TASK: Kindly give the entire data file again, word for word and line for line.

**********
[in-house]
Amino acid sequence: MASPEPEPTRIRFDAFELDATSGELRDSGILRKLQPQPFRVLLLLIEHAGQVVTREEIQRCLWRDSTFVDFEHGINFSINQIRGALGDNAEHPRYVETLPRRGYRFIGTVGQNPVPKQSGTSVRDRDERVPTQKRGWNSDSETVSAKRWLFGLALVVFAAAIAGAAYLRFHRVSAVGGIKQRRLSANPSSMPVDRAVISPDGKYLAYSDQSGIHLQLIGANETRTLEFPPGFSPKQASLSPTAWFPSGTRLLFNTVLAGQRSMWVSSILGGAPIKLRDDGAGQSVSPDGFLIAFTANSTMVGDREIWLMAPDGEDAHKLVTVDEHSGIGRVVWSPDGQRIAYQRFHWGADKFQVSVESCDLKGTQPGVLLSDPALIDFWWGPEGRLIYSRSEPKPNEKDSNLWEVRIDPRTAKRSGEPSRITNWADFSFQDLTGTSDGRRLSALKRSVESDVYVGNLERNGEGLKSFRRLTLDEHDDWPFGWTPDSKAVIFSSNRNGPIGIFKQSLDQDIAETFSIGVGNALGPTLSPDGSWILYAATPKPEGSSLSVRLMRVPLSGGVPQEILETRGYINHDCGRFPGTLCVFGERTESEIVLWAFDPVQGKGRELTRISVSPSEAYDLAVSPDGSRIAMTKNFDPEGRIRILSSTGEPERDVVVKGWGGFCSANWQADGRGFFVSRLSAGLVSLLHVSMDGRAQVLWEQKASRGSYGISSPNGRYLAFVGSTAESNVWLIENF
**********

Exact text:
[in-house]
Amino acid sequence: MASPEPEPTRIRFDAFELDATSGELRDSGILRKLQPQPFRVLLLLIEHAGQVVTREEIQRCLWRDSTFVDFEHGINFSINQIRGALGDNAEHPRYVETLPRRGYRFIGTVGQNPVPKQSGTSVRDRDERVPTQKRGWNSDSETVSAKRWLFGLALVVFAAAIAGAAYLRFHRVSAVGGIKQRRLSANPSSMPVDRAVISPDGKYLAYSDQSGIHLQLIGANETRTLEFPPGFSPKQASLSPTAWFPSGTRLLFNTVLAGQRSMWVSSILGGAPIKLRDDGAGQSVSPDGFLIAFTANSTMVGDREIWLMAPDGEDAHKLVTVDEHSGIGRVVWSPDGQRIAYQRFHWGADKFQVSVESCDLKGTQPGVLLSDPALIDFWWGPEGRLIYSRSEPKPNEKDSNLWEVRIDPRTAKRSGEPSRITNWADFSFQDLTGTSDGRRLSALKRSVESDVYVGNLERNGEGLKSFRRLTLDEHDDWPFGWTPDSKAVIFSSNRNGPIGIFKQSLDQDIAETFSIGVGNALGPTLSPDGSWILYAATPKPEGSSLSVRLMRVPLSGGVPQEILETRGYINHDCGRFPGTLCVFGERTESEIVLWAFDPVQGKGRELTRISVSPSEAYDLAVSPDGSRIAMTKNFDPEGRIRILSSTGEPERDVVVKGWGGFCSANWQADGRGFFVSRLSAGLVSLLHVSMDGRAQVLWEQKASRGSYGISSPNGRYLAFVGSTAESNVWLIENF